Charles de Coster is among the first Belgian writers who received international acclaim. Mostly neglected by readers in Belgium during his lifetime, his masterpiece, The Legend of Ulenspiegel, served as inspiration for Bulgakov’s The Master and Margarita and was said to equal Cervantes’ Don Quixote and Homer’s Iliad in literary value.
‘This young man has fine handwriting, is highly intelligent and he deserves some encouragement.’ This was a recommendation for a 19-year-old man embarking on his first serious job at a bank. At that time in 1846, the manager of Société Générale de Belgique, the forerunner of BNP Paribas Fortis, who spoke these words did not know that the young man, Charles de Coster, would become one of Belgium’s greatest men. However, it was not in the banking sector but in the literary world — as one of the best Francophone writers the world has to offer.
Charles-Theodore-Henri de Coster (1827-1879) was born on August 27 in Munich, just three years before Belgium’s independence. Descended from a Walloon mother and a Flemish father, his familial environment was a symbol of Belgian unity. This ethnic duality may have influenced his literary endeavours as he contributed both to the Flemish and Francophone Belgian literary heritages. His masterpiece, The Legend of Ulenspiegel and Lamme Goedzak, the first Francophone literary masterwork to appear in Belgium after its declaration of independence, is an apotheosis of freedom — a symbol of Flemish struggle against the Spanish oppression and the Inquisition in the 16th century. De Coster was especially drawn to old French, which he thought could better depict Flemish mores. By striving to trace both the origins of French language and emphasize Flemish customs in an original way, he wanted to strengthen Belgian identity and unity.
An aspiring poet, de Coster made his debut in ‘Revue trimestrielle,’ a literary periodical published in the mid-19th century. It was, though, for his creativity in narrative prose that he received his accolades. Mixing history, myth and psychology, de Coster paved the way for Belgian Realism, a reaction against the over-idealization of Romanticism. Scenes of realistic crudity and barbarity arise in his novels, along with laughter and sobriety. The distinctive colorful vocabulary and expressions that burst with archaisms are a reflection of the influence of Rabelais’ and Montaigne’s 16th-century literary genre.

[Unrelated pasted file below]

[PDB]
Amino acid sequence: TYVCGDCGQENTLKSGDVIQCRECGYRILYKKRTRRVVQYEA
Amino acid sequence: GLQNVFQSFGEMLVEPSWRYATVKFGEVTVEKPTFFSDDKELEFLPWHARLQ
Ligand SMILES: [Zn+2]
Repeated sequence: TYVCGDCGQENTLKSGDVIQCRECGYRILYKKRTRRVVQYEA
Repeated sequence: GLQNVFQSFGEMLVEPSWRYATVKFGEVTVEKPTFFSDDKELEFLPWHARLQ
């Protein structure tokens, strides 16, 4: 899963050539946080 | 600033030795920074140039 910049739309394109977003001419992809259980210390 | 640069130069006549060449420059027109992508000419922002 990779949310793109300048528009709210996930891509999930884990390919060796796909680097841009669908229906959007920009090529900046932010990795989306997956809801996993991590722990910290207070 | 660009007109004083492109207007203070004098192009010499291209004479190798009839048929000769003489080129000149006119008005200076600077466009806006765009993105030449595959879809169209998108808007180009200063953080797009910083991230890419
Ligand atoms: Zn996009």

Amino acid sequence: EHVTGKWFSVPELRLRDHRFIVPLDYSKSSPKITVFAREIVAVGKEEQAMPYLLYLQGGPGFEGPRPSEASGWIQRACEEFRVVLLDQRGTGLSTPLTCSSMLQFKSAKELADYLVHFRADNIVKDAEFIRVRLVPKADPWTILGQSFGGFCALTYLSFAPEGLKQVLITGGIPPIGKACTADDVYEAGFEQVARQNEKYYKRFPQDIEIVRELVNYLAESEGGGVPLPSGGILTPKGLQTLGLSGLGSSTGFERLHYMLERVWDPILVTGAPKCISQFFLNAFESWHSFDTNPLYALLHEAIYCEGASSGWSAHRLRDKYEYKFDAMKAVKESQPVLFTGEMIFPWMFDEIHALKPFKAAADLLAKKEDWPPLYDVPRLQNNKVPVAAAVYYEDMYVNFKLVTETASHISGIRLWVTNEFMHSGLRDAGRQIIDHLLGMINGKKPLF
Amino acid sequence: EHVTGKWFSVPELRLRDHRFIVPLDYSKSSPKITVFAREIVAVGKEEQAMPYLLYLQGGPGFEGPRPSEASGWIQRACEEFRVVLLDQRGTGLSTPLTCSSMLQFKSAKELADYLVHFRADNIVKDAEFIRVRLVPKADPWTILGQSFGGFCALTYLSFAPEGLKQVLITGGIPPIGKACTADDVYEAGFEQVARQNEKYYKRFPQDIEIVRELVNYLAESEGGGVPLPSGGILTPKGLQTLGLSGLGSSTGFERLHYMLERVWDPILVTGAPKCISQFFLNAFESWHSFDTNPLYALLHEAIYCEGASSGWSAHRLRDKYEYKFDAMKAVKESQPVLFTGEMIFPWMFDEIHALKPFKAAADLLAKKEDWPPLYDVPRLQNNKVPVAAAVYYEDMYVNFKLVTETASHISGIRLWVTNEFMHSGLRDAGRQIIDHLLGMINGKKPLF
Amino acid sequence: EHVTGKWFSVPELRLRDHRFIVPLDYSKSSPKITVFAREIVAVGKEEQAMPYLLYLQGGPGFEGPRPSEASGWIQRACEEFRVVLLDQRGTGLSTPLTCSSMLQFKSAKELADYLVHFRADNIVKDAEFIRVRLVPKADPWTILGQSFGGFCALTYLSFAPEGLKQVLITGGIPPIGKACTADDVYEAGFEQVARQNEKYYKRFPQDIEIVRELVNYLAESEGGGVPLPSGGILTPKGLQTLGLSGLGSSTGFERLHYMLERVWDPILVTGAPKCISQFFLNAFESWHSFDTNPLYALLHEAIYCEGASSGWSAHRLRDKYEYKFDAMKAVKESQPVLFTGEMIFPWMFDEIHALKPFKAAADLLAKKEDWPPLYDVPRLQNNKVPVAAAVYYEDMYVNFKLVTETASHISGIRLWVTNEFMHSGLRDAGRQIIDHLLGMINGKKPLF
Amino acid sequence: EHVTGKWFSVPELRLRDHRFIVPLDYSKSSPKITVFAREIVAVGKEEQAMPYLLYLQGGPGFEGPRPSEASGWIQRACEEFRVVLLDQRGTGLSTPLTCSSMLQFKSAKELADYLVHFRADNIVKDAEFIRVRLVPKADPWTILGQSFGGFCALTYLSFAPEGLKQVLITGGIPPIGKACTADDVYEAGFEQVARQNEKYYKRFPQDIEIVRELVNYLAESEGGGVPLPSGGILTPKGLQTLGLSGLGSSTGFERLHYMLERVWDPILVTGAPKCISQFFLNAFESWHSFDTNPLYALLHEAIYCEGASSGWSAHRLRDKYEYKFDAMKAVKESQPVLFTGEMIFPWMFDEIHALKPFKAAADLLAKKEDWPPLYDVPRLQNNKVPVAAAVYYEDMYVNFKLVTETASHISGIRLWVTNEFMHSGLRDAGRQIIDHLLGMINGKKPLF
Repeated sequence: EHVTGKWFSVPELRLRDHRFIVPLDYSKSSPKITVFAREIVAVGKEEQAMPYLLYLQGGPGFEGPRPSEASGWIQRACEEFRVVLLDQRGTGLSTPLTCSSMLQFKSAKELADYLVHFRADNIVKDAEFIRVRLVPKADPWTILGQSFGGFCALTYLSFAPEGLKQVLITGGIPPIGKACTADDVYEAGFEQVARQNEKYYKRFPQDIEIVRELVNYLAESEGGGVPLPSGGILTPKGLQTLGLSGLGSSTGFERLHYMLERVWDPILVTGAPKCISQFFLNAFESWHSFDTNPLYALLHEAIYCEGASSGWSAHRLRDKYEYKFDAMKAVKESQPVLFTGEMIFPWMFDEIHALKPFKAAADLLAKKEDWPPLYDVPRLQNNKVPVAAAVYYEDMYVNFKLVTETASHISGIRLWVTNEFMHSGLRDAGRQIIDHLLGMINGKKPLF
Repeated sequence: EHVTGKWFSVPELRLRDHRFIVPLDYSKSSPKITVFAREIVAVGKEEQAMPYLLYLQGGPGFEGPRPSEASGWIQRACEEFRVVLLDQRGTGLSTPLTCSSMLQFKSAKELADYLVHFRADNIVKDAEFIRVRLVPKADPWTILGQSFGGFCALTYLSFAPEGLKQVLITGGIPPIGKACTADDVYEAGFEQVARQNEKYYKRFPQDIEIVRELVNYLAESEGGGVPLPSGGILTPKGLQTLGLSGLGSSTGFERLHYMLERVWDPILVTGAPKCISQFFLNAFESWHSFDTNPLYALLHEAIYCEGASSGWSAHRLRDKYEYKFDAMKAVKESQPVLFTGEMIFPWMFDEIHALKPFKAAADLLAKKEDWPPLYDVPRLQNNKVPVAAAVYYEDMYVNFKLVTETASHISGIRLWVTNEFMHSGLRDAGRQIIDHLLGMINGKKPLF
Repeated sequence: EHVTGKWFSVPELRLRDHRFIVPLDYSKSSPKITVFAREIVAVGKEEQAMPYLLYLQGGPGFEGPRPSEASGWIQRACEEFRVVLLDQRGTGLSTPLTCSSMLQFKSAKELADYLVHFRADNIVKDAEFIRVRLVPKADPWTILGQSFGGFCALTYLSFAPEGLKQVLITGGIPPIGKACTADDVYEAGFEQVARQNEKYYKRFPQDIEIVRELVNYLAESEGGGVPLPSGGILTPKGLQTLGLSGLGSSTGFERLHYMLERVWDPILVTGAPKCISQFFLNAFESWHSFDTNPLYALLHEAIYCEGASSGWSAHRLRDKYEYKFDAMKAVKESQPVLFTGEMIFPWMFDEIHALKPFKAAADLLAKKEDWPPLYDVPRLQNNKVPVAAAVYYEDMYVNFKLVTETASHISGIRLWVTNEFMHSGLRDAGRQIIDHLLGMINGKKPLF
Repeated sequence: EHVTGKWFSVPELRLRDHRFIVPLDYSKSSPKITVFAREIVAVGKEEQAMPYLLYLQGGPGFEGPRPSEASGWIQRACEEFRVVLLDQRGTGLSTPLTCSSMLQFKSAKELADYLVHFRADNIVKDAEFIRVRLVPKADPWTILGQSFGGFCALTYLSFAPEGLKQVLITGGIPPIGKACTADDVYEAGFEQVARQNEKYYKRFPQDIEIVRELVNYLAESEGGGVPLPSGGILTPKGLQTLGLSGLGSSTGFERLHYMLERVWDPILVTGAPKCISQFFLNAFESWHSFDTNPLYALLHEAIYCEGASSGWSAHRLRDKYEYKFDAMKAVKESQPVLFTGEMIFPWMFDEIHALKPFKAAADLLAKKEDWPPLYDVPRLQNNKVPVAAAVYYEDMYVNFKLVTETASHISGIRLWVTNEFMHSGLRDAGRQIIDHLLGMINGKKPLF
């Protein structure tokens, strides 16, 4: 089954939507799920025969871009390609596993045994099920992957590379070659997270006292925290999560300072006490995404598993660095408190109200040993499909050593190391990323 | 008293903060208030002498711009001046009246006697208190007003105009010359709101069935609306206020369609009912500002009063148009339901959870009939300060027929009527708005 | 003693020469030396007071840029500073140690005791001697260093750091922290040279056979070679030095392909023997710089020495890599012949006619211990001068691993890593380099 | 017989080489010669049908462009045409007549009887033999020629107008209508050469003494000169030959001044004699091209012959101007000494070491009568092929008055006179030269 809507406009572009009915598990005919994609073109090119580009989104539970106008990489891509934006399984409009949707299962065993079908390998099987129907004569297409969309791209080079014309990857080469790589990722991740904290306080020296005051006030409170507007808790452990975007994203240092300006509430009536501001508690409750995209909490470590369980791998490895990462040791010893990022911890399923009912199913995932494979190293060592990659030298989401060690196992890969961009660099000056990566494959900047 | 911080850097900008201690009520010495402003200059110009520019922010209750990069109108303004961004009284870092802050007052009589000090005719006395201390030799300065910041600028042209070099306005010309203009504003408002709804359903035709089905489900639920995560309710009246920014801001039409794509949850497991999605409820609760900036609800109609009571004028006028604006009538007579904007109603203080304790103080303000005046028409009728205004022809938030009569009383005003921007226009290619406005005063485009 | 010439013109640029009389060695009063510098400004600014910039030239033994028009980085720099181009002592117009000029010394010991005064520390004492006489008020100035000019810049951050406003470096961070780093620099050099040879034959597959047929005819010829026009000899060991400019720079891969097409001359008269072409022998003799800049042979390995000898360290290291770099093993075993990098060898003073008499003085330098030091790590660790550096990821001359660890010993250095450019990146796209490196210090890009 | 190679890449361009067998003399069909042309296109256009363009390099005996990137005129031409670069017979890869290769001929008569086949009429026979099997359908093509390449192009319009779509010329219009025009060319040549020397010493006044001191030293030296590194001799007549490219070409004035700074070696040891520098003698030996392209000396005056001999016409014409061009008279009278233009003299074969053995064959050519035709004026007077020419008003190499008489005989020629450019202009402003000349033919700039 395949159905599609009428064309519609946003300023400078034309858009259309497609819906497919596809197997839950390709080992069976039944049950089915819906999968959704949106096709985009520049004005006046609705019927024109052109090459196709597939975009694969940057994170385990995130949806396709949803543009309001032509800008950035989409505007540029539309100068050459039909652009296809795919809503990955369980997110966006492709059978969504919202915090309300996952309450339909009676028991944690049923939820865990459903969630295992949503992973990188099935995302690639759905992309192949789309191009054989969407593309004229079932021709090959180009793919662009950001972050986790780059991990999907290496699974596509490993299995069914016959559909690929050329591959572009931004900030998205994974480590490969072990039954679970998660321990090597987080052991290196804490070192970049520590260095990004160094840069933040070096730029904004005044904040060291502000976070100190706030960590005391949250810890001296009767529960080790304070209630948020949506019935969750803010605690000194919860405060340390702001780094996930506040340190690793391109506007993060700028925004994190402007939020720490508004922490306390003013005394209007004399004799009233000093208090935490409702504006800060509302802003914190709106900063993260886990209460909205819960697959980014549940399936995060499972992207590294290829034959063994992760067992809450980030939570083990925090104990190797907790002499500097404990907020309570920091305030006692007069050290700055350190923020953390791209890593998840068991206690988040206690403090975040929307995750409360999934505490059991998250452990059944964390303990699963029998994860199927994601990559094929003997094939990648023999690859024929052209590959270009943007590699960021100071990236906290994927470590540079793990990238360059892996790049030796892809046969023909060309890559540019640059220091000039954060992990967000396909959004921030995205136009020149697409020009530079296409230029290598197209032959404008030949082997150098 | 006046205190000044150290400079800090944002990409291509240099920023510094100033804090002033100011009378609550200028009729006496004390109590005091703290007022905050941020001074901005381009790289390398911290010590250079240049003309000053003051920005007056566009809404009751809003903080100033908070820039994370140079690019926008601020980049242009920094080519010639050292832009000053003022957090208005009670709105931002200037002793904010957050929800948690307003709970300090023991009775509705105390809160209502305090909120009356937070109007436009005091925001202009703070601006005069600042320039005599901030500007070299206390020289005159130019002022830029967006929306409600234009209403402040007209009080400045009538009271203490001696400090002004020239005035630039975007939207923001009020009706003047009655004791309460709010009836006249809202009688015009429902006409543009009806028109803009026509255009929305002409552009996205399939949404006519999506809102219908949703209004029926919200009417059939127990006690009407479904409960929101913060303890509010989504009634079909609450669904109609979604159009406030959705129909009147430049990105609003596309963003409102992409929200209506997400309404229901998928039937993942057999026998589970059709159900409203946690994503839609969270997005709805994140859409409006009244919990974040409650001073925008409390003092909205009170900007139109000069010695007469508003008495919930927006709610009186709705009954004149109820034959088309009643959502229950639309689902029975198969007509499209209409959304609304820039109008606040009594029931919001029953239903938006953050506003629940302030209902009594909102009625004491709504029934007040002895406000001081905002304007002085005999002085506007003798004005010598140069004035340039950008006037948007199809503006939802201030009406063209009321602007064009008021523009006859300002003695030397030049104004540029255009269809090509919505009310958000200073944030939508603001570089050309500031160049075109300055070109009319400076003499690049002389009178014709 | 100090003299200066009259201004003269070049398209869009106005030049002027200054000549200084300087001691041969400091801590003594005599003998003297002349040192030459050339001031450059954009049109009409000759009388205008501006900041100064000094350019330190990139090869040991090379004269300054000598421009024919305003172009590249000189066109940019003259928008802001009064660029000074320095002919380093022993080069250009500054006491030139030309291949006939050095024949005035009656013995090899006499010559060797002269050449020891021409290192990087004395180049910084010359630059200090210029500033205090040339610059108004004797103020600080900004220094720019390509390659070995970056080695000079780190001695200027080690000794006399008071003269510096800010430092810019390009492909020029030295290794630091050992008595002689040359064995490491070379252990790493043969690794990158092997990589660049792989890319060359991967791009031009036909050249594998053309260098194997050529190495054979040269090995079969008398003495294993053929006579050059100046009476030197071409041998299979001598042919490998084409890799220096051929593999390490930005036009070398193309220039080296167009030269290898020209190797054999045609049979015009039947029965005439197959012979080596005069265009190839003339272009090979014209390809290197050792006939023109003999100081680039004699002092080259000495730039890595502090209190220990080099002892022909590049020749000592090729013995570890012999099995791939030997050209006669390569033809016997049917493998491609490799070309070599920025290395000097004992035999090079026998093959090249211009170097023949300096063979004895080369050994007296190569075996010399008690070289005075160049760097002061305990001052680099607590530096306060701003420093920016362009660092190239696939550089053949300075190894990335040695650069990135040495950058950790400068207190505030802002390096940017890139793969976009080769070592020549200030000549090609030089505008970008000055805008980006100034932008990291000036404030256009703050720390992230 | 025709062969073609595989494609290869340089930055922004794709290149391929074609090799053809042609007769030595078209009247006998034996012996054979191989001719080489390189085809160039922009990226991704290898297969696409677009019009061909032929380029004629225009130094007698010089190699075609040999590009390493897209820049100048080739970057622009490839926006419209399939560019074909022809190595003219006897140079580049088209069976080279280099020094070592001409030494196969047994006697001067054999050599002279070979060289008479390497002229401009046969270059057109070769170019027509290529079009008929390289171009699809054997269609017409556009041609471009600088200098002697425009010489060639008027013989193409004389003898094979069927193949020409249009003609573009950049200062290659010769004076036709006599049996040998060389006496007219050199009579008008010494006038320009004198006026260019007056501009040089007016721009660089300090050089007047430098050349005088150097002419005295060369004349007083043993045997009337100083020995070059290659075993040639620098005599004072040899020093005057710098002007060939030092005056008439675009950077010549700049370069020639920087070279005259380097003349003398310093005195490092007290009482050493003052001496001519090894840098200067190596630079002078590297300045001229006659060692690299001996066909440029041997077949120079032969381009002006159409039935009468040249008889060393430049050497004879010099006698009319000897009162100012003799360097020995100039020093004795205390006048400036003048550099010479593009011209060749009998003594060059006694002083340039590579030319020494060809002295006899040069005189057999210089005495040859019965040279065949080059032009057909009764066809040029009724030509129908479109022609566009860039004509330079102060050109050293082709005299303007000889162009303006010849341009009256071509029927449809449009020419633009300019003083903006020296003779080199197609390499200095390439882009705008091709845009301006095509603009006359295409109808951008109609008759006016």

De Coster was an avid defender of freedom and was known for his progressive thought and artistic temperament. He co-founded the Société des Joyeux, a lively literary coterie where young artistic enthusiasts could freely express their anti-clerical views and criticism of the bourgeoisie. It was here that he spent most of his evenings during his student years at Université Libre de Bruxelles. A degree in literature and philosophy brought him neither financial security nor a steady career; journalistic tasks, menial work and a short employment as professor of history and French literature at the École de guerre in Brussels kept him financially afloat. Nevertheless, this did not impede his eagerness to write a wide range of books from historical dramas (Stephanie, 1878) to psychological novels (The Wedding Trip, 1872) and travel journals. Légendes flamandes (1857) brought him a certain success, but this was also due to the illustrations of Félicien Rops, a Belgian graphic artist known for creating decorative illustrations for Baudelaire’s Les Fleurs du Mal.
It was his patriotic romance The Legend and the Heroic, Pleasant, and Glorious Adventures of Ulenspiegel and Lamme Goedzak in Flanders and Elsewhere, published in 1867 and written over a period of ten years, that was destined to bring him worldwide recognition. Alas, this recognition only came after 30 years, and thus, after his death. Inspired by the jester Till Eulenspiegel, a figure from 16th-century Low German folklore, de Coster composed an original historic romance that few Belgian novels could compare with before 1880. He was also at the core of ‘The Belgian Literary Renaissance,’ which appeared around that time.
The Legend of Tijl Ulenspiegel is considered ‘the Flemish Bible’ and its main character, Tijl Ulenspiegel, the embodiment of the Flemish soul. The novel praises not only patriotism but also the triumph over oppression and religious fanaticism. A prankster who becomes a hero in his quest to avenge his father’s death, Tijl describes himself as follows: ‘A Fleming am I from the lovely land of Flanders, workingman, nobleman, all in one, ― and I go wandering through the world, praising things beautiful and good, but boldly making fun of foolishness.’ The story takes place during the Eighty Years’ War in the 16th century. After the Spanish, who had overrun part of western Flanders, burn his father at the stake for heresy, Tijl Ulenspiegel promises to fight against their oppressive rule. Tijl and the buffoon Lamme Goedzak, the companion in his wanderings, are reminiscent of Don Quixote and Sancho Panza.
There are a multitude of literary, musical and film adaptations of de Coster’s epic novel. It is assumed that the trickster figure of Tijl Ulenspiegel served as an inspiration for Behemoth, the black cat in Mikhail Bulgakov’s The Master and Margarita. The feelings of suffering and revolutionary enthusiasm evoked in de Coster’s book also deeply impressed the Swiss composer Wladimir Vogel and served as foundation for his masterwork, Thyl Claes, Fils de Kolldraeger, an epic oratorio.
Next to Place Flagey, a lively square in Brussels, there is a bench where the writer used to sit and a statue has been placed in his honor. It depicts the Flemish hero Tijl on the right and his wife, Nele, on the left, with an inscription in French: ‘Est-ce qu’on enterre Ulenspiegel l’esprit Nele le coeur de la mère Flandre‘―’Mother Flanders! Who would dare to bury Ulenspiegel, your spirit, or Nele, your heart?’